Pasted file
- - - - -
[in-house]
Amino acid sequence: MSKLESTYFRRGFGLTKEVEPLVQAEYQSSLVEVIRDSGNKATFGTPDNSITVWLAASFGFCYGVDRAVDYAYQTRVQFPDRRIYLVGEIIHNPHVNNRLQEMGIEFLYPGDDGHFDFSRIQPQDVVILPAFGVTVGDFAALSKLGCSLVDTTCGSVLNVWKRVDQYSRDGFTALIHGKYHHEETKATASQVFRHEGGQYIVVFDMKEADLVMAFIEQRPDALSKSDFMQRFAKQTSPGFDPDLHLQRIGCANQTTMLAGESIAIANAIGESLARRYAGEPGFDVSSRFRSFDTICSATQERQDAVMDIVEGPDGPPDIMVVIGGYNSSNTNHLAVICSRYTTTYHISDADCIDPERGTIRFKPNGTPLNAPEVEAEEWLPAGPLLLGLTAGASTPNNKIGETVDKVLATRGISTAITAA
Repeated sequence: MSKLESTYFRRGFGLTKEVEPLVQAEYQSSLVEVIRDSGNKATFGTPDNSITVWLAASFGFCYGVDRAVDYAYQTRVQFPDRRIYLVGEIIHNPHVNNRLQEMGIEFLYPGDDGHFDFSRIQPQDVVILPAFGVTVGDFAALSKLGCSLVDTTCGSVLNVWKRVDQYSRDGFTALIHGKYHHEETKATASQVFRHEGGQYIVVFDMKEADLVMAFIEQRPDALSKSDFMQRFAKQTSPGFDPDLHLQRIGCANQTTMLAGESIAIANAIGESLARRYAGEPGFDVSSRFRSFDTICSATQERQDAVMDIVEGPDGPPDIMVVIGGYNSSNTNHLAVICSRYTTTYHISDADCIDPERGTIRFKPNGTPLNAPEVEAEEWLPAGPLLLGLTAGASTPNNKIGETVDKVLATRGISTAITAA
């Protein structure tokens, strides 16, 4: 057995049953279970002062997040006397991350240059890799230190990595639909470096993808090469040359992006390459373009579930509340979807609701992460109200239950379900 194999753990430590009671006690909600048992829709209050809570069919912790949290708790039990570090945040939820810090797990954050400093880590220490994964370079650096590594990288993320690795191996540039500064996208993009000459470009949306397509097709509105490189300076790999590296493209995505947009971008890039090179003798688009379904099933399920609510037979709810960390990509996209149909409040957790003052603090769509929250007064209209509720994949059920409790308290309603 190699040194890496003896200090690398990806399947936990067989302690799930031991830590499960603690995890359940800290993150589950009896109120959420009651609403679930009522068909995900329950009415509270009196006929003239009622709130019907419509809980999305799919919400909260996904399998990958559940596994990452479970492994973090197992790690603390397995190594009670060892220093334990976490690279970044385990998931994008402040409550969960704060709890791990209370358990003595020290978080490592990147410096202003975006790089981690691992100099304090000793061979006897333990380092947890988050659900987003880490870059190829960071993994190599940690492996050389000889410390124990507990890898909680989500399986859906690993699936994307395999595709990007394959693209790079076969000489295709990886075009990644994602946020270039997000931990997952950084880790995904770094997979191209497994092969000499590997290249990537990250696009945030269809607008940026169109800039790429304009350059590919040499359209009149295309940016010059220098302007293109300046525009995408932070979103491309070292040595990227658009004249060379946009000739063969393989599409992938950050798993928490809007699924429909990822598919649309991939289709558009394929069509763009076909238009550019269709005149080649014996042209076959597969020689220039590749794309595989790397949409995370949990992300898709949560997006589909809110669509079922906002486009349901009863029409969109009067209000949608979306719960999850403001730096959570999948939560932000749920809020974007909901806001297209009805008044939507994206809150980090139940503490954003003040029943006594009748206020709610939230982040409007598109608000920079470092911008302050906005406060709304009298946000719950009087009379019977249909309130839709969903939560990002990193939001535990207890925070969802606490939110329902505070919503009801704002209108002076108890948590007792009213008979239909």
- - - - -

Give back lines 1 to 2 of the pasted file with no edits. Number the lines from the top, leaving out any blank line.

[in-house]
Amino acid sequence: MSKLESTYFRRGFGLTKEVEPLVQAEYQSSLVEVIRDSGNKATFGTPDNSITVWLAASFGFCYGVDRAVDYAYQTRVQFPDRRIYLVGEIIHNPHVNNRLQEMGIEFLYPGDDGHFDFSRIQPQDVVILPAFGVTVGDFAALSKLGCSLVDTTCGSVLNVWKRVDQYSRDGFTALIHGKYHHEETKATASQVFRHEGGQYIVVFDMKEADLVMAFIEQRPDALSKSDFMQRFAKQTSPGFDPDLHLQRIGCANQTTMLAGESIAIANAIGESLARRYAGEPGFDVSSRFRSFDTICSATQERQDAVMDIVEGPDGPPDIMVVIGGYNSSNTNHLAVICSRYTTTYHISDADCIDPERGTIRFKPNGTPLNAPEVEAEEWLPAGPLLLGLTAGASTPNNKIGETVDKVLATRGISTAITAA